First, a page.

Greenlights Power Solutions vs. State Tax Officer, Commissioner Of Commercial Taxes
(Kerala High Court, Kerala)

Case Law
Petitioner / Applicant
Greenlights Power Solutions
State Tax Officer, Commissioner Of Commercial Taxes
Kerala High Court
Apr 6, 2022
Order No.
WP(C) NO. 7716 OF 2021
TR Citation
2022 (4) TR 5638
Related HSN Chapter/s
Related HSN Code


Petitioner seeks a direction to release the bank guarantee furnished by it after finding that the detention of goods under section 129 of the Central Goods and Service Tax Act, 2017 (for short the Act), is illegal. Through an amendment, petitioner has challenged the final order under section 129(3) issued in Form MOV-09, imposing a tax of ₹ 27,540/- and an equivalent amount as penalty.

2. Petitioner has a valid GST registration and carries on the business in electrical contract works. It is pleaded that, in connection with the work of a hospital at Assam, some goods were transported through a vehicle after paying the required tax. During the course of transportation from Ernakulam, the goods were intercepted by the first respondent, who detained the goods under section 129 of the Act on noticing an irregularity in the e-way bill. Though the goods were being transported on 02-03-2021 (2nd March, 2021) the invoice mentioned the date as 03.02.2021 (3rd February, 2021). There was thus a discrepancy in the date on the invoice. According to the petitioner, the error occurred due to the default computer formatting system. Instead of day-month-year (dd-mm-yyyy) formatting for the Indian system, the computer-generated bill provided for a month-day-year (mm-dd-yyyy) format. As a result, instead of 02-03-2021, the invoice bill mentioned the date as 03-02-2021. Due to the irregularity in the invoice, the goods were detained and tax and penalty was demanded.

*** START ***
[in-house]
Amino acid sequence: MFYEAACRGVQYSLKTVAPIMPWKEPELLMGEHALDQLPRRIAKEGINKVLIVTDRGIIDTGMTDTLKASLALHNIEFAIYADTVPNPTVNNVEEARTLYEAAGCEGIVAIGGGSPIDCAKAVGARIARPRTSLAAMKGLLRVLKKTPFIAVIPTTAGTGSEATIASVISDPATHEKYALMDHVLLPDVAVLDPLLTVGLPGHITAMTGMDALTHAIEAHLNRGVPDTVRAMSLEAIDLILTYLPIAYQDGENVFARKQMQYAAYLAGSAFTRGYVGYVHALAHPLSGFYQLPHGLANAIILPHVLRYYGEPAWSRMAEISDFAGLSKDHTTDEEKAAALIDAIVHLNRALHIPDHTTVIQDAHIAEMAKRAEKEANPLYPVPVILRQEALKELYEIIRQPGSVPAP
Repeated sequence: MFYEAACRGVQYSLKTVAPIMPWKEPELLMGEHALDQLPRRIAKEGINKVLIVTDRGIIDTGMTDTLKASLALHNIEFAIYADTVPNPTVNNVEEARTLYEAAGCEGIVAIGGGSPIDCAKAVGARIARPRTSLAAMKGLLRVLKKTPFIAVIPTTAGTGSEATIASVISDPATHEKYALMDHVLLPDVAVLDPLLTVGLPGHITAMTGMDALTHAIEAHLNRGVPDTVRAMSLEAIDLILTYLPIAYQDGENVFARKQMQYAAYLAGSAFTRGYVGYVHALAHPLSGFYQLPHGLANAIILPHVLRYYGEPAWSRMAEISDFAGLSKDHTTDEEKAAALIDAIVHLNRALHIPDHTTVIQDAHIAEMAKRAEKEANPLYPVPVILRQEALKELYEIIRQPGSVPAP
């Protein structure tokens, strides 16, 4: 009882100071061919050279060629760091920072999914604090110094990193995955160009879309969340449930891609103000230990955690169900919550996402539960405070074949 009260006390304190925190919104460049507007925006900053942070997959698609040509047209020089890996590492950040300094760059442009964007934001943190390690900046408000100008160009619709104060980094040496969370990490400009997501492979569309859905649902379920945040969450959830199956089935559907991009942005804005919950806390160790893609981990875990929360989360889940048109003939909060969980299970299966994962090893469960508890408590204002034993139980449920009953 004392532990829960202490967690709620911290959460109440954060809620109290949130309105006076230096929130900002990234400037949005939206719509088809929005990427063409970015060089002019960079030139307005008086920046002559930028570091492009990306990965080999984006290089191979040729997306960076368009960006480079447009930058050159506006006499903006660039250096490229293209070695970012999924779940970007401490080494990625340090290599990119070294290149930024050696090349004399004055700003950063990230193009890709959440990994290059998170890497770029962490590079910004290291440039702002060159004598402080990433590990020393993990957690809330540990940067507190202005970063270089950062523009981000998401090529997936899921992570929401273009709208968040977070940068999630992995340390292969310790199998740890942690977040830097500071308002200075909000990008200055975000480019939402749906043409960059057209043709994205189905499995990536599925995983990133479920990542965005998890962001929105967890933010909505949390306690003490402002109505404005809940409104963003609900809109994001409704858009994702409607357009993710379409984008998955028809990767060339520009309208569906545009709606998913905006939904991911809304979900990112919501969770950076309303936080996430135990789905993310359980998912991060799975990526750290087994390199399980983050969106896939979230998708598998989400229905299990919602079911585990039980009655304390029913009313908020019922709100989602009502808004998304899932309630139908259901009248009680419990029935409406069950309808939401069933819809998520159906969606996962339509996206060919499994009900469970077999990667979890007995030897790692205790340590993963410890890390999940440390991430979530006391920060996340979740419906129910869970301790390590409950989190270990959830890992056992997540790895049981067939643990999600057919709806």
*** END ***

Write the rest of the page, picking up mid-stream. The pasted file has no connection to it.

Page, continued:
3. Petitioner pleaded that since the goods were required urgently, petitioner was compelled to obtain release of the goods by furnishing bank guarantee and according to the petitioner, unless the bank guarantee is released, petitioner would be put to great prejudice.

4. During the pendency of the writ petition, Ext.P6 order was issued under GST MOV-09 under section 129(3) of the Act. In the aforenoted order, the first respondent found a mistake in the format in the date in respect of the e-way bill and hence the petitioner was imposed with an amount of ₹ 27,540/- as tax and a penalty of ₹ 27,540/-. The said final order is challenged in this writ petition.

5. Sri. Gigimon Isaac, the learned counsel for the petitioner contended that detention of goods and the demand for furnishing security for the alleged tax and penalty payable was illegal and without authority. It was submitted that the default formatting system in the computer which generated the invoice as “mm-dd-yyyy” instead of the format adopted in India as “dd-mm-yyyy” was the cause of mistake and that for such an inconsequential and minor mistake, petitioner ought not to be subjected to such huge liabilities. The learned counsel further relied upon the Circulars issued by the CBDT dated 14-09-2018 and contended that mistakes of a minor nature cannot be visited with such a huge penalty.